“Distilling is the highest form of the art,” said Bob Bartlett. “It’s difficult to do it well and it’s challenging.”
“The whole idea of distilling is you’re concentrating something — what you’re making,” he said.
“When you distill, you magnify what you have about 10 times,” Bartlett explained. “If you have any slight flaw, it’s going to be magnified a lot.”
Bartlett is using a hand-hammered copper still made in Germany to produce batches of Apple Brandy and Pear Brandy or eau de vie, which is French for water of life. Eau de vie is a clear brandy made from fruit.
The Beverage Testing Institute recently rated Bartlett Fine Apple Brandy with 88 points, one of its highest ratings.
The institute described the apple brandy as having aromas of “tooled leather, butter sautéed nuts, warm apple cider and peppery spice follow through on a supple entry to a dryish medium body with understated dried green apple and mineral dust notes.”
Bartlett describes the Pear Brandy or eau de vie as “crisp” and “real clean.”
Producing spirits is much trickier than wine-making.
“The big thing is in wine there’s a lot of ways you can hide things,” he said. Not so with spirits.
Trying to get the character of a fruit into a spirit can be another challenge depending on the fruit.
Apples, pears and raspberries are fairly simple, Bartlett said. But peaches, for example, are hard to distill and have the flavor come across.
That’s why a lot of the brandies made in the United States are made with alcohol and flavoring — whereas the Bartletts make their brandy with 100 percent fruit.
Bartlett’s is just one of a number of wineries across the United States that, along with microbreweries, are adding distilleries to their operation. Today, there are 165 distilleries in the United States. Twenty years ago, there were maybe a dozen.
Bob Owens, who founded the American Distilling Institute six years ago, asked Bartlett to serve on the institute’s board of directors just this week.
Owens attributes the rise in distilleries to the drive toward sustainability and using locally grown produce and herbs for meals and spirits.
For example, the Plaza Hotel in New York City recently called Owens to find local sources for martini ingredients — from spirits to herbs.
Owens said most of the distilleries have been started by wineries and microbreweries.
“These people have the knowledge of how to do fermentation,” Owens said.
Bartlett is among them.
“He understands the process and has a great nose,” Owens said. “He’s bringing all those skills and palate to the industry.”
Creating distilled spirits seems part science part magic.
Owens said, “It’s not based on a computer printout.”
Kathe Bartlett remarked that the still looks like something out of the “Willie Wonka & and the Chocolate Factory” movie.
“Moonshine or distillation goes back thousands and thousands of years,” said Owens. “First it was perfume. They didn’t think to drink the stuff till somebody drank it one day and realized it altered their consciousness.”
Bartlett had a distillery in mind for many years. In fact, his interest stems from childhood when he asked his father, who was a research biochemist, how to ferment. His father wouldn’t tell him, so Bob took matters in his own hands, buying cider from a local mill and sneaking it into the woods to ferment. The resulting beverage didn’t taste that great.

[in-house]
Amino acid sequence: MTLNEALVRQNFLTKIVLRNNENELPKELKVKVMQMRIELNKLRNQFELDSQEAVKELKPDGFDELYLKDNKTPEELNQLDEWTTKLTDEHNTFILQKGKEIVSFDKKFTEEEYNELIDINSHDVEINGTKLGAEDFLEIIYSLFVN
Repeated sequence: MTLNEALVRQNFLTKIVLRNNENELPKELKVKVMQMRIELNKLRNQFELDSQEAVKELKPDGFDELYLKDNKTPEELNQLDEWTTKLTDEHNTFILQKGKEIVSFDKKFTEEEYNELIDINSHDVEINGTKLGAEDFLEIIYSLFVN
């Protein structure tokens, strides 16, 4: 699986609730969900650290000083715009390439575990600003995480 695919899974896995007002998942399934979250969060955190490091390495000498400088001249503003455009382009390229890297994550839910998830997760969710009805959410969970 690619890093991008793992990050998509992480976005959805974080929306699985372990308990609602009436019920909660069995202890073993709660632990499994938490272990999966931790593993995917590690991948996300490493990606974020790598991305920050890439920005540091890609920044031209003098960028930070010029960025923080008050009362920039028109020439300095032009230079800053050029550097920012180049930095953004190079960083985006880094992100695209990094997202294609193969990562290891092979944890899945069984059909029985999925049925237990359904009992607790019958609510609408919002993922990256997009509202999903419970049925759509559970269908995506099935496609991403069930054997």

“The whole thing about distillation is fermentation,” said Bartlett. “Fermentation is key.”
Bartlett uses French oak barrels to age the brandy. He says oak-barrel aging is like a condiment, noting “it changes the character, makes it more complex.”
Brandy is traditionally an after-dinner drink, but Bartlett also cooks with it. He uses the eau de vie to sauté mushrooms or puts it on steak on the grill or to marinate strawberries.
Bartlett says the apple brandy is good to eat with Cheddar cheese or to put in apple pie.
Bartlett said his apple brandy is more like a cognac. There are two schools of thought with apple brandy. Either create a spirit with apple character or age it a lot longer, which results in less apple flavor.
“The whole point in distilling to me is to have flavor,” said Bob. And he emphasizes local flavor.
As with their wines, the Bartletts get at least 80 percent of their fruit and other agricultural products such as honey from Maine.
Whether from Maine or not, the couple use real fruit, such as peaches from southern New Hampshire and pears from California instead of fruit juice and concentrate.
Bartlett noted that those large snifters are not what people should be using to drink brandy. They have people drink brandy out of glasses with a narrow cylindrical bowl. The spirit’s smell dissipates quickly with a large round snifter.
Bartlett did much research before crafting his own spirits.
He traveled around the world, including Alsace, France, and Germany. He took a workshop with Remy Martin’s master distiller.
Distillers are very secretive, he said.
Indeed, Bartlett declined to elaborate on a few pieces of his own equipment, saying that it was a process that hadn’t been used here in the United States.
The brandies are available at the winery’s tasting room. While you’re at the tasting room, ask about the two new wines this season, a blueberry sangiovese and a blueberry red zinfandel.
Telephone (207) 546-2408 or go to www.bartlettwinery.com.
If You Go
What: Bartlett Maine Estate Winery
Where: Chicken Mill Road, Gouldsboro
Contact: 546-2408, www.bartlettwinery.com
Tasting Room: Open June through October or by appointment.
Directions: From Ellsworth, take Route 1 and drive 23 miles east. Winery is half a mile from Route 1 on right.
Bartlett Apple Brandy Sidecar
To make this cocktail classic, mix 2 oz. Bartlett Apple Brandy, 1.5 oz. fresh organic sweet and sour mix (made from organic limes and Meyer lemons sweetened with wholesome organic raw agave nectar) and ¾ oz. Cointreau. Finish with lime sugar rim.